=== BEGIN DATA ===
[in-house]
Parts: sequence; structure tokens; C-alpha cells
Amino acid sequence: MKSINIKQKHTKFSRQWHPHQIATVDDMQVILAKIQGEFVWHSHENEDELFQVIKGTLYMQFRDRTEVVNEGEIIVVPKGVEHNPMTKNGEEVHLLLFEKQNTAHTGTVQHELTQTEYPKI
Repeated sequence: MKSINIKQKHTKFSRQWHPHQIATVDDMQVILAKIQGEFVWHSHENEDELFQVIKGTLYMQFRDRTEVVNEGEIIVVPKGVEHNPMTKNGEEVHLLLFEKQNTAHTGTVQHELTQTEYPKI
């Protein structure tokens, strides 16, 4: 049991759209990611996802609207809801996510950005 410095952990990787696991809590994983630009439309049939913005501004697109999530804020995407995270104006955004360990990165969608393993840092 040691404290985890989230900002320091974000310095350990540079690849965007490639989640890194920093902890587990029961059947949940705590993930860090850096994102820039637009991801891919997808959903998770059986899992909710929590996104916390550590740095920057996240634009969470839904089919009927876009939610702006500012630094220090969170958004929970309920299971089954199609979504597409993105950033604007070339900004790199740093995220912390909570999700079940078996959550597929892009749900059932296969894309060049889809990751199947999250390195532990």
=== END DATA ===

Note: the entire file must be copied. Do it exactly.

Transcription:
[in-house]
Parts: sequence; structure tokens; C-alpha cells
Amino acid sequence: MKSINIKQKHTKFSRQWHPHQIATVDDMQVILAKIQGEFVWHSHENEDELFQVIKGTLYMQFRDRTEVVNEGEIIVVPKGVEHNPMTKNGEEVHLLLFEKQNTAHTGTVQHELTQTEYPKI
Repeated sequence: MKSINIKQKHTKFSRQWHPHQIATVDDMQVILAKIQGEFVWHSHENEDELFQVIKGTLYMQFRDRTEVVNEGEIIVVPKGVEHNPMTKNGEEVHLLLFEKQNTAHTGTVQHELTQTEYPKI
């Protein structure tokens, strides 16, 4: 049991759209990611996802609207809801996510950005 410095952990990787696991809590994983630009439309049939913005501004697109999530804020995407995270104006955004360990990165969608393993840092 040691404290985890989230900002320091974000310095350990540079690849965007490639989640890194920093902890587990029961059947949940705590993930860090850096994102820039637009991801891919997808959903998770059986899992909710929590996104916390550590740095920057996240634009969470839904089919009927876009939610702006500012630094220090969170958004929970309920299971089954199609979504597409993105950033604007070339900004790199740093995220912390909570999700079940078996959550597929892009749900059932296969894309060049889809990751199947999250390195532990």